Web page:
This pollen calendar shows the range of possible atmospheric pollen concentrations for late April through July, assuming the weather is relatively warm, dry, and breezy.
    pollen calendar
    Reference: James H. Anderson, MLIS, PhD, Institute of Arctic Biology and BioSciences Library, University of Alaska Fairbanks


    Thursday, March 31, 2011

    Do you have a runny nose?

    Most likely this is not flu. Flu season is over in the Western Hemisphere and almost over on the East.
    Google trends (on the right) show low activity in line with actual epidemiological data. As of March 20 (end of week # 11, 2011), flu activity in Europe and Russia is decreasing, and the peak is over in 38 countries of the region. Flu levels remain moderate in Armenia, Georgia, Serbia, some areas of Russia, and Ukraine where the percentage testing positive for influenza is 58%. The UK analyzed most of the viruses screened and identified 3% viruses resistant to oseltamivir but still sensitive to zanamivir.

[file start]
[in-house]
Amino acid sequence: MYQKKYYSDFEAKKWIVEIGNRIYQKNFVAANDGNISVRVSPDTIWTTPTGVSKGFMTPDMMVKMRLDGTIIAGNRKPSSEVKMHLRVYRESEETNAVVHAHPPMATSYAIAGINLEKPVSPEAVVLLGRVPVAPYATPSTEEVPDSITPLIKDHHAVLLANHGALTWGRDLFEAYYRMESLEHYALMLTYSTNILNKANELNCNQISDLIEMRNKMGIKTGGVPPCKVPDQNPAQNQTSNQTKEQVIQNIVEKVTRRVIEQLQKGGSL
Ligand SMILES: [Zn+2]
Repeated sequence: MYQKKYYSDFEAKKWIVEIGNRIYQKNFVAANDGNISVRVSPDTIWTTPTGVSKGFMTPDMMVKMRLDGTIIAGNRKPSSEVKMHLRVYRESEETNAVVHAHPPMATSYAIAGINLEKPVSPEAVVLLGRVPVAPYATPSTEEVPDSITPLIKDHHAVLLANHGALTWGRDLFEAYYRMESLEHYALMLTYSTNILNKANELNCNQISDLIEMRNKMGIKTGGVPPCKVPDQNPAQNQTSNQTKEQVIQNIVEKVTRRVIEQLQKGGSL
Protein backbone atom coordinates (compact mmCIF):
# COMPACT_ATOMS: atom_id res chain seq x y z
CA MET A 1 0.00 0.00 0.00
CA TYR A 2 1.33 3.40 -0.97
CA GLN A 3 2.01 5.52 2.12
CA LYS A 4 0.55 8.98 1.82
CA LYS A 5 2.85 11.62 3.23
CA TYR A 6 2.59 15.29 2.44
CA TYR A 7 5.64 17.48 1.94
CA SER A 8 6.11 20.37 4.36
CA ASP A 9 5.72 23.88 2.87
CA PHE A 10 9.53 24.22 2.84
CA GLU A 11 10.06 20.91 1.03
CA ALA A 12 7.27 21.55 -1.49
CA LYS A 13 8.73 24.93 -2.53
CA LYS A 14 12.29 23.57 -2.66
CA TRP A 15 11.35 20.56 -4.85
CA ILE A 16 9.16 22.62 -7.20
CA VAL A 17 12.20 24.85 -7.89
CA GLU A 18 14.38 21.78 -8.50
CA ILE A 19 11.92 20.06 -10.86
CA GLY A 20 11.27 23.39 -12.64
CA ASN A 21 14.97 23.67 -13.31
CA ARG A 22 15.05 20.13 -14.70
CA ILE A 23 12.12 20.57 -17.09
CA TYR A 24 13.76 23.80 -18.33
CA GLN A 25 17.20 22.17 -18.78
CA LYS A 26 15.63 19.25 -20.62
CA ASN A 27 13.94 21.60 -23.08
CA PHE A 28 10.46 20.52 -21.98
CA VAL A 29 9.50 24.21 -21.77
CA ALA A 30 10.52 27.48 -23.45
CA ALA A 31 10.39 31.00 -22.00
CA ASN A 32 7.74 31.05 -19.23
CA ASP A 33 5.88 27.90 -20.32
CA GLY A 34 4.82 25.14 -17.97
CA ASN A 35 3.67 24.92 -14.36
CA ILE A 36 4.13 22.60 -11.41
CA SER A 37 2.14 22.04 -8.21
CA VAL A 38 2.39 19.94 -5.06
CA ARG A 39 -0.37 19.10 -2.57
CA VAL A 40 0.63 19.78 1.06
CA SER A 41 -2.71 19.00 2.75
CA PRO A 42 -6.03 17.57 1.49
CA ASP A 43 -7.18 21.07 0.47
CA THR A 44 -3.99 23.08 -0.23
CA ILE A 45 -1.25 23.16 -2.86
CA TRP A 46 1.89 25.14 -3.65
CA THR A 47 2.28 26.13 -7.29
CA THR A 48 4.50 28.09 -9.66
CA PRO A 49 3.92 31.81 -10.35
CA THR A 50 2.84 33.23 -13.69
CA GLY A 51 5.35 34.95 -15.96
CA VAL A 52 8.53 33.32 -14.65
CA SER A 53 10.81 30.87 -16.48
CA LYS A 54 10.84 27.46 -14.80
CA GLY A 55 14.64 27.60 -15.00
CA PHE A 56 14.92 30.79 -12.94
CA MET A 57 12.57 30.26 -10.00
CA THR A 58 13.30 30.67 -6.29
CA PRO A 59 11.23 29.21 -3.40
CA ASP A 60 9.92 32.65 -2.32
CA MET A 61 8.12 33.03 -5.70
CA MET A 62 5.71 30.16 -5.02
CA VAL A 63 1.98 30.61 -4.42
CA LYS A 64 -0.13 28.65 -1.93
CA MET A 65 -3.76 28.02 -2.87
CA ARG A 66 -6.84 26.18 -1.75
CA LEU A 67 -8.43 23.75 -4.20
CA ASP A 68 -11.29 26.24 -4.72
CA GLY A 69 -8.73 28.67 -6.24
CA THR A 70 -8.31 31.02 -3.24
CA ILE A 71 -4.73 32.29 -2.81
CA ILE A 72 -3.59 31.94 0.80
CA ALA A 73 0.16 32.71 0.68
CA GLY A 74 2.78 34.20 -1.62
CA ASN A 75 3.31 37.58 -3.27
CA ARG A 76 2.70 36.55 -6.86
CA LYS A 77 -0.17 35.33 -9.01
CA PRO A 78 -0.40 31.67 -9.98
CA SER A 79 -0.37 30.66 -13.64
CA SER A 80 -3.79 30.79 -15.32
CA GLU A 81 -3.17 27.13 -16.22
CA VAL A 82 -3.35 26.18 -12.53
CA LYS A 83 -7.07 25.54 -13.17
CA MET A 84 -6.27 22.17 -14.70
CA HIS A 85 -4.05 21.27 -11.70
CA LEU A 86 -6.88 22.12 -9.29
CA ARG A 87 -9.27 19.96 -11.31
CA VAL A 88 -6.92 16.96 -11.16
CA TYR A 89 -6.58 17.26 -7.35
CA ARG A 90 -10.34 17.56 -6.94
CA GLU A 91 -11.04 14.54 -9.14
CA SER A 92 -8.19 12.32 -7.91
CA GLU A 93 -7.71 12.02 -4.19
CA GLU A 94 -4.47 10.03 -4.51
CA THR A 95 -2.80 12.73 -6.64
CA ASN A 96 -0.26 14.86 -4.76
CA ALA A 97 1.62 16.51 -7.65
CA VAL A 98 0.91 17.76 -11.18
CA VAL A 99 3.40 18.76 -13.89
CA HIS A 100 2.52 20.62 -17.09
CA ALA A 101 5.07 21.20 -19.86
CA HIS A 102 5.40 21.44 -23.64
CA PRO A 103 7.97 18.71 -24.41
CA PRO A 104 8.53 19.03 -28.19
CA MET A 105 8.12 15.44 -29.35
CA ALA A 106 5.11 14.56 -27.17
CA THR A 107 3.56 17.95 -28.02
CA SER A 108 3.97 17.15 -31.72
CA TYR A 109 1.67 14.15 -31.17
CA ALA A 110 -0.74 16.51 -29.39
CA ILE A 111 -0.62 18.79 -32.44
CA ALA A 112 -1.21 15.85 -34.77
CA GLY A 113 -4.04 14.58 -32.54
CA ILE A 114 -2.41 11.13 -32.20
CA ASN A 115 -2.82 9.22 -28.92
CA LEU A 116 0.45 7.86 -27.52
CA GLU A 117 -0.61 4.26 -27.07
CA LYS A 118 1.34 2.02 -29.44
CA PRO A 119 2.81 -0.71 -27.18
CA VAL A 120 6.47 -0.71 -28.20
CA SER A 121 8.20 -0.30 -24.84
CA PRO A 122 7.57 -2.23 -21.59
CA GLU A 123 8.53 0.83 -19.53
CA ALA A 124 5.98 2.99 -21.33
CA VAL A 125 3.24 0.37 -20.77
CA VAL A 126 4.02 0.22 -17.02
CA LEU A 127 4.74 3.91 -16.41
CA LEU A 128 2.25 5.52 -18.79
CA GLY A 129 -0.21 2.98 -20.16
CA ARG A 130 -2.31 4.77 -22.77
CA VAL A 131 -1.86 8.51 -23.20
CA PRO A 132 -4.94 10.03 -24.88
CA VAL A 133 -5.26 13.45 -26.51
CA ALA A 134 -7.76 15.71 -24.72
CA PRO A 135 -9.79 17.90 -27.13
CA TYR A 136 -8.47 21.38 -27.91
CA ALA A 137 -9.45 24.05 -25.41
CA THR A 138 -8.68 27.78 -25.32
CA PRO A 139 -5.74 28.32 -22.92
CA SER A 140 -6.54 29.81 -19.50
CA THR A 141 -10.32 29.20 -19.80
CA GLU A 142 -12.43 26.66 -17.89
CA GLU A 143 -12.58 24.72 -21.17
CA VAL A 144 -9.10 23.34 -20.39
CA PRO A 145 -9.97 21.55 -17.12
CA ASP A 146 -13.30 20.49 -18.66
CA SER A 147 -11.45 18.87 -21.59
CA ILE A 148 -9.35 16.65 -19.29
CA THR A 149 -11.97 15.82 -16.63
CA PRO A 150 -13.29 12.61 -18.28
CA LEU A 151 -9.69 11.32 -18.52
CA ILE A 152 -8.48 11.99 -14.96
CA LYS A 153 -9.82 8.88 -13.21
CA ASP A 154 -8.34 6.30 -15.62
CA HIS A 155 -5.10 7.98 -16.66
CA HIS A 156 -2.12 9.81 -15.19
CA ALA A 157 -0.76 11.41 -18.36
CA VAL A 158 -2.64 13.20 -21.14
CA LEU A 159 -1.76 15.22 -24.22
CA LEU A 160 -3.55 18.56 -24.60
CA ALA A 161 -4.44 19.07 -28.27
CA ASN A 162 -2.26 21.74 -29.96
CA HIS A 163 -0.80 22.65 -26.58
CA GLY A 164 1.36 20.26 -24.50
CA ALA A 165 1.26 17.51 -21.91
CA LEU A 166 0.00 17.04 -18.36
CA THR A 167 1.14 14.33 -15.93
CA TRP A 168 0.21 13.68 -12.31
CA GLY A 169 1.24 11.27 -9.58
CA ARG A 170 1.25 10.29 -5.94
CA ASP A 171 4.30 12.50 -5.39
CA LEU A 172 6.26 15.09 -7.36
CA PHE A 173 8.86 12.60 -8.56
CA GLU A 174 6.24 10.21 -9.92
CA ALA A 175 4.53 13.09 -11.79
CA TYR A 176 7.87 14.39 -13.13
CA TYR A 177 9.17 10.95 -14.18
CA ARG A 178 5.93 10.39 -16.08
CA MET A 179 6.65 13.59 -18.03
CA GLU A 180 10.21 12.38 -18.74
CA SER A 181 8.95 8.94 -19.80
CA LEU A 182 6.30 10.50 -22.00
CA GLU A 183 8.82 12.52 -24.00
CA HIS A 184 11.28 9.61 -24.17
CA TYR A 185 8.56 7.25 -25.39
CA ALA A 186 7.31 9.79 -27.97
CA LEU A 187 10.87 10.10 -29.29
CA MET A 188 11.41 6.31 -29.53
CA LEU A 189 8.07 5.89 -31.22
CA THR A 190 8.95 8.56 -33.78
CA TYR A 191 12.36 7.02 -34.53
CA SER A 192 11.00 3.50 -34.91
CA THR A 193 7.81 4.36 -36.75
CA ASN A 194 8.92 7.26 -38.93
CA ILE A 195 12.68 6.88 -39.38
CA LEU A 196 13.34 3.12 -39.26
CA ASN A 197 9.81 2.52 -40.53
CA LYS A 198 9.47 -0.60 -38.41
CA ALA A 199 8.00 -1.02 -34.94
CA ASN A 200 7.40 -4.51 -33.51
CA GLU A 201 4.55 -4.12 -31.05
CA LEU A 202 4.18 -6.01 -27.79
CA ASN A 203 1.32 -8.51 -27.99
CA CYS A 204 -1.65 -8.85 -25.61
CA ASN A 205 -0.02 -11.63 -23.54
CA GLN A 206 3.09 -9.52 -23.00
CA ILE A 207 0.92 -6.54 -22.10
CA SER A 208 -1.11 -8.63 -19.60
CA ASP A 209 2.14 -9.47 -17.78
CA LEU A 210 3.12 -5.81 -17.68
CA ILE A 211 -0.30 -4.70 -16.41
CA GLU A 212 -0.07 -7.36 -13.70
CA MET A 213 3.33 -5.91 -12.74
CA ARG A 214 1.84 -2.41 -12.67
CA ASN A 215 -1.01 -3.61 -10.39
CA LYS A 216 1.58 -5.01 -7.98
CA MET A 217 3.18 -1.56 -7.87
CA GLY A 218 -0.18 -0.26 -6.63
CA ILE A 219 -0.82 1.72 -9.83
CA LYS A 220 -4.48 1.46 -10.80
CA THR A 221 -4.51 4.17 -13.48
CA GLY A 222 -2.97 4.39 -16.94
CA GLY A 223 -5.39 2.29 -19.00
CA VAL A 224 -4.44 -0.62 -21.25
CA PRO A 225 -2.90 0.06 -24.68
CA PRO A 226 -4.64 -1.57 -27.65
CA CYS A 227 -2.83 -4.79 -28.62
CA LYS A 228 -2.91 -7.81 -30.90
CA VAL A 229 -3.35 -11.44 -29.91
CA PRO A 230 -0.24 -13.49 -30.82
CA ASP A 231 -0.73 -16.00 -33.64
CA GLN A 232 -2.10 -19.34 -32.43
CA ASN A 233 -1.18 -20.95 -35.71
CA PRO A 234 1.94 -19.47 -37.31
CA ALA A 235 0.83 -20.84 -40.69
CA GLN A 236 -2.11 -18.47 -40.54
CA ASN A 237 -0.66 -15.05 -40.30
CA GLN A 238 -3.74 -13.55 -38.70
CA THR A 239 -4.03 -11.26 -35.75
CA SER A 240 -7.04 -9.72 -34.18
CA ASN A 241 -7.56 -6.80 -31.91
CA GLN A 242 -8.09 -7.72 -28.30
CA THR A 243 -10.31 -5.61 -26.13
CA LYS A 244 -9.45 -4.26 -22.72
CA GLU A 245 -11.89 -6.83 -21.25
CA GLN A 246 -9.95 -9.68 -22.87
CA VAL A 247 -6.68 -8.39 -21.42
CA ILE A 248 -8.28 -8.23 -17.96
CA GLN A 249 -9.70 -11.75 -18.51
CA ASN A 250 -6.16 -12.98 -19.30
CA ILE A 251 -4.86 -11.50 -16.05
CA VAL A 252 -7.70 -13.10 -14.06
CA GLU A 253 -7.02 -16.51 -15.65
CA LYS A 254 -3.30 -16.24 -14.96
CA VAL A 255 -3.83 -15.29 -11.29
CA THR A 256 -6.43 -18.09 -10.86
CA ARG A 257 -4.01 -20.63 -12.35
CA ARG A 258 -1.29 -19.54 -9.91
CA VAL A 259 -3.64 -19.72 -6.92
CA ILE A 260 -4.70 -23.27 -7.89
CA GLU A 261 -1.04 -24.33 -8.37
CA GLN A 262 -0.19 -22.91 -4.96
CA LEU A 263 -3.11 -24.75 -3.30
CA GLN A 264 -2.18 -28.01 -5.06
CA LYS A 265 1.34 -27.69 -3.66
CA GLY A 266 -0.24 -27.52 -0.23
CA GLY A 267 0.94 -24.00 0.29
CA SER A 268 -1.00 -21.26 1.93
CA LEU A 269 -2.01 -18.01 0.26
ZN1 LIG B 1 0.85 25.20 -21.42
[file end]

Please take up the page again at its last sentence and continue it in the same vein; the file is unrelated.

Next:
Idaho was the last US state to get over flu in March, right after Nevada told it good bye.
    Flu is almost over, but  allergies are on the rise. High pollen levels, mostly from trees, are bad news for seasonal allergy sufferers.
    National Allergy Forecast Map
    Tree Pollen in US in March
    Knowing what is going on in your area, including flu and pollen levels, will help you to determine the reason for your scratchy throat or headaches. Additional clues include if you feel it in your nose (cold) or behind the nose (allergy), if you have itchiness (allergy) or fever (cold).

    Also, flu attacks you gradually while with allergies you get all the symptoms at once. 


    The EuroFlu bulletin describes and comments on influenza activity in the 53 countries in the WHO European Region. 










    A = Dominant virus A
    H1N1 = Dominant virus A(H1N1)
    H3N2 = Dominant virus A(H3N2)
    H1N2 = Dominant virus A(H1N2)
    B = Dominant virus B
    A & B = Dominant virus A & B

    = : stable clinical activity
    + : increasing clinical activity
    - : decreasing clinical activity

    Low = no influenza activity or influenza at baseline levels